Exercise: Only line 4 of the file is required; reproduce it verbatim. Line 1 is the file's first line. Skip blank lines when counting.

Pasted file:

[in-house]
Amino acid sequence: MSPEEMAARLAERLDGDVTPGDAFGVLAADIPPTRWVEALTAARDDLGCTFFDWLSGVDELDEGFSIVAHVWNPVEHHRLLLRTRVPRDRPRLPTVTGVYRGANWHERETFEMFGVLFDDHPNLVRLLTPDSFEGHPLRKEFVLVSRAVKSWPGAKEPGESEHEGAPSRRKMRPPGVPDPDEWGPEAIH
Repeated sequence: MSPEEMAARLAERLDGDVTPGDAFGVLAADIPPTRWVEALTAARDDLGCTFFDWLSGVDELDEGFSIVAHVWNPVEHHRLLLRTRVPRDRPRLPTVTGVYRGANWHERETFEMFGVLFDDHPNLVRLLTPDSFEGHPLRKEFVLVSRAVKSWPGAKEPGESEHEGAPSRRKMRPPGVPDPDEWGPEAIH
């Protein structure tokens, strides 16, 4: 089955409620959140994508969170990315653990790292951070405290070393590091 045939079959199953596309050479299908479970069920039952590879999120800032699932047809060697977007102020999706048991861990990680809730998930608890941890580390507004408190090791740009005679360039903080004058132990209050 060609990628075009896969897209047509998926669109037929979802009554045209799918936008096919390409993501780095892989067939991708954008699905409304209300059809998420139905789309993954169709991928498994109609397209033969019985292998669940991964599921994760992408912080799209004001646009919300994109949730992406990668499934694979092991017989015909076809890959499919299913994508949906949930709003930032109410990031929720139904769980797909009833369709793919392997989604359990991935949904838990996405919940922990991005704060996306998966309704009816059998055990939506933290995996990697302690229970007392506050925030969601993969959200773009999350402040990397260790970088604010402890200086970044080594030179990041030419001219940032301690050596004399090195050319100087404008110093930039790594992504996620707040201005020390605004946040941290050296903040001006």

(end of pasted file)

């Protein structure tokens, strides 16, 4: 089955409620959140994508969170990315653990790292951070405290070393590091 045939079959199953596309050479299908479970069920039952590879999120800032699932047809060697977007102020999706048991861990990680809730998930608890941890580390507004408190090791740009005679360039903080004058132990209050 060609990628075009896969897209047509998926669109037929979802009554045209799918936008096919390409993501780095892989067939991708954008699905409304209300059809998420139905789309993954169709991928498994109609397209033969019985292998669940991964599921994760992408912080799209004001646009919300994109949730992406990668499934694979092991017989015909076809890959499919299913994508949906949930709003930032109410990031929720139904769980797909009833369709793919392997989604359990991935949904838990996405919940922990991005704060996306998966309704009816059998055990939506933290995996990697302690229970007392506050925030969601993969959200773009999350402040990397260790970088604010402890200086970044080594030179990041030419001219940032301690050596004399090195050319100087404008110093930039790594992504996620707040201005020390605004946040941290050296903040001006």